Duke University Hospital doctor talks about response to possible Ebola case

DURHAM (WTVD) -- On Wednesday, the patient in isolation since Sunday being monitored for Ebola was given the all clear to go home. On Thursday, ABC11 talked to the Duke University Hospital personnel in charge of the case.

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Dr. Thomas Owen is the Chief Medical Officer and Vice President for Medical Affairs for Duke University Healthcare System. He said he took the call Sunday morning when state health care leaders reached out to ask if they would take the case.

"I'll admit when I first answered the call, of course your first response is shock and surprise," said Owen, considering there were so few cases in the U.S, and a first for North Carolina.

In deciding to take the case, Owen said there was no question. He said he and his staff have been preparing for this possibility for months.

"My initial reaction was, fortunately through preparation, to follow a series of steps to activate a large number of individuals, over 40 team members at Duke who came together within 90 minutes to prepare to open our contained unit and to have staff ready to deliver care," said Owen.

From Sunday to Wednesday, his staff of designated doctors and nurses worked their usual 12 hour shifts, but while wearing protective gear and working in buddy systems. Staff teamed up to make sure protective gear was put on and taken off properly. They also utilized a buddy system during all procedures, double checking every step and precaution to ensure the patient's safety, their safety and the public's safety.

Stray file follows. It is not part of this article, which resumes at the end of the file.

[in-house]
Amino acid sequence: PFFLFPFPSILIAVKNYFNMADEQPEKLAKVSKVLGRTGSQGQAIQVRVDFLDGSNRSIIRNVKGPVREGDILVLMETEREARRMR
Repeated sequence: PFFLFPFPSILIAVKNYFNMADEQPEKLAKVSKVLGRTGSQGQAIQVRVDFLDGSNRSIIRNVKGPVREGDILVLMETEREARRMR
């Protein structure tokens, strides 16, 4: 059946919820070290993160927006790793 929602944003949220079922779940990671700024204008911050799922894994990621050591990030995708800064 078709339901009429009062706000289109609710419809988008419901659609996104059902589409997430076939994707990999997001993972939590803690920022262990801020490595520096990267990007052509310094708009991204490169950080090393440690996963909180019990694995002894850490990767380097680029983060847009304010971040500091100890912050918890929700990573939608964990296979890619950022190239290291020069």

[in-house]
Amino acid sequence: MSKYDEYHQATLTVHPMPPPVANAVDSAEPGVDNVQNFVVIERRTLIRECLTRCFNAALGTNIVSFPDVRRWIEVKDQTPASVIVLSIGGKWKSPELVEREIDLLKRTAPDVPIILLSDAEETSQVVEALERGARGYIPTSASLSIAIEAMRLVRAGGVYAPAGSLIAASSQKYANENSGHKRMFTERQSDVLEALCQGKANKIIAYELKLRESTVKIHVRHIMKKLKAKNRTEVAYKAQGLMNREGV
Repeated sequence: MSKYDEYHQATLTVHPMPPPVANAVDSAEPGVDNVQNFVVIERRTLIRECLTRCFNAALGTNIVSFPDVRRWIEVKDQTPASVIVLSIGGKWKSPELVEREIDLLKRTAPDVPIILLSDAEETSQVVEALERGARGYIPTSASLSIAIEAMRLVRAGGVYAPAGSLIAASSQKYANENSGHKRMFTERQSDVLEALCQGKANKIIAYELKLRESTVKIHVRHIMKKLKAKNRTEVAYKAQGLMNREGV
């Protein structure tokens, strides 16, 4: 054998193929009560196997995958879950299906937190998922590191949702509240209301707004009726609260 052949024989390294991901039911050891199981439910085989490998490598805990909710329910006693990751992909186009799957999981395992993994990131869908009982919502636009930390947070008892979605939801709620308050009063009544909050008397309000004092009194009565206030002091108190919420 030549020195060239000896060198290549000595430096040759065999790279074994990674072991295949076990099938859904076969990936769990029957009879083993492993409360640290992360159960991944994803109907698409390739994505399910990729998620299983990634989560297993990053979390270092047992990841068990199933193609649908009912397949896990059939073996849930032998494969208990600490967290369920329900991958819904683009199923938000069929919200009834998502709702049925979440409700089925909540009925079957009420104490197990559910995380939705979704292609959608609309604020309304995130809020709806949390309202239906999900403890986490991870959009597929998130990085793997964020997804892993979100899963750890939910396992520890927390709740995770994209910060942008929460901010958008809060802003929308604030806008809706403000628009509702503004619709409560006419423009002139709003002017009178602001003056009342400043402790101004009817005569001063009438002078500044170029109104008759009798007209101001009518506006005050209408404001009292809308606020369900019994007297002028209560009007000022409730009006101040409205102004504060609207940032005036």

"I don't think we fully appreciated how demanding it would be to do that, for a 12 hour shift example, which is what most of our staff, physicians, nurses do when they're caring for patients," said Owen.

In fact, he said that is what they learned the most from this experience, is how to tweak their plan when it comes to their staff.

"We're delivering care in a different way because of that maintained environment," said Owen. "Even after this short period of time we realized those long shifts in this environment takes a real toll on the staff and as we look forward if we were to have more patients at risk for Ebola, we would probably need to staff the unit differently, potentially shorter shifts and more staff involved, we're looking out for their best interest too."

One of the better takeaways from the experience, Owen said, was the response from all the other patients at the hospital. He said once they learned what was going on in the hospital; they expressed trust in the staff.

As far as the patient and his family, Owen said it was all hugs and handshakes when that second Ebola test came out negative and it was time to go home.

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